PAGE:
Men trying to conceive may want to hold off on the bacon.
According to a new study from Harvard University, the intake of processed meat is associated with lower semen quality in men. Researchers from the Harvard School of Public Health presented on the link between bacon and male fertility at the 2013 American Society for Reproductive Medicine conference Monday.
Drawing their male subjects from Massachusetts General Hospital Fertility Center, the team analyzed sperm samples of 156 volunteers and compared them to each participant's food intake, as reported on a food intake questionnaire. After adjusting their statistical models for other factors, such as age and body mass index, the team found a negative association between processed meat -- including hamburgers, hot dogs and bacon -- and sperm quality.
"Processed meat was associated with lower sperm concentration and morphology," lead researcher Dr. Myriam Afeiche, of the university's Department of Nutrition, wrote in an email to The Huffington Post. (Morphology refers to the structure and appearance of the sperm.)
While the team found that eating more than one serving of bacon, or other processed meats, related to diminished semen quality, the study also noted a positive association between male fertility and fish consumption.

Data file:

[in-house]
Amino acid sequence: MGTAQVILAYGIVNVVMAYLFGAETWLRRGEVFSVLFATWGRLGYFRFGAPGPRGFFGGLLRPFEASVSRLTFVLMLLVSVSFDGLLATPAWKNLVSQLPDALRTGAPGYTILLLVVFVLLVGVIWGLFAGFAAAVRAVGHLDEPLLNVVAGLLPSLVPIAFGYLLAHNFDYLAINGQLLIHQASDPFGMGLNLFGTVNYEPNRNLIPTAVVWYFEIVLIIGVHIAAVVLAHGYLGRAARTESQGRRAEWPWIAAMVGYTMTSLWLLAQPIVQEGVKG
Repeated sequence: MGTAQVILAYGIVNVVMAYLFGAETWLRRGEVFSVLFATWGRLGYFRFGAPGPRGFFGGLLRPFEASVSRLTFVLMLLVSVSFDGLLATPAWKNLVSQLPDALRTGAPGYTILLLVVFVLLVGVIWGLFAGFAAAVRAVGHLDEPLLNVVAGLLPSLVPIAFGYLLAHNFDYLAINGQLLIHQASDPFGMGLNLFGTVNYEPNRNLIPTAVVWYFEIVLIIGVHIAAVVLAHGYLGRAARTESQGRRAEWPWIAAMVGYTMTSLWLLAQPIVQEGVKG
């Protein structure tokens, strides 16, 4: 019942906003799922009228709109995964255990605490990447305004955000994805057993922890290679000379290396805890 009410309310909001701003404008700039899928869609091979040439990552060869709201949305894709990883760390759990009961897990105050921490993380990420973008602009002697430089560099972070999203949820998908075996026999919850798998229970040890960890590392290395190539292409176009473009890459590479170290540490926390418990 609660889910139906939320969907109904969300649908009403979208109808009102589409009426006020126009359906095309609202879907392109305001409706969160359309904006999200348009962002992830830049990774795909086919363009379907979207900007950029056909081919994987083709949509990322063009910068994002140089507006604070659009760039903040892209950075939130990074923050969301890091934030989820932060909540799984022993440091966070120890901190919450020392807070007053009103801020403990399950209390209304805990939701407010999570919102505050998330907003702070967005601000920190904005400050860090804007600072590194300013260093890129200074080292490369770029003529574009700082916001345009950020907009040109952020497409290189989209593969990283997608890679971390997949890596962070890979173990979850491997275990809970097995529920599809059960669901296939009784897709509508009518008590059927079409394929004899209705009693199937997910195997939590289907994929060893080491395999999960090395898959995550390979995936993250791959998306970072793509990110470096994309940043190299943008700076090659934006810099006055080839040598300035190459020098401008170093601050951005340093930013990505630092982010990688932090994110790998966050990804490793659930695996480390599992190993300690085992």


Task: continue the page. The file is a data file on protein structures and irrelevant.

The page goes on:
According to the research, white meat fish like cod and halibut were associated with a higher percentage of normal sperm. Salmon, tuna and other dark meat fish, on the other hand, were related to a higher total sperm count.
Though it seems the findings may add to the growing list of factors that can negatively affect the potency of little swimmers -- like too much TV -- Afeiche is hesitant to make any diet recommendations for men hoping to conceive, since data is limited.
"The existing literature on diet in general and semen quality is scarce," Afeiche told HuffPost. "We'll continue looking into this question including the possibility that it is not processed meats that is driving the association but what they are replacing."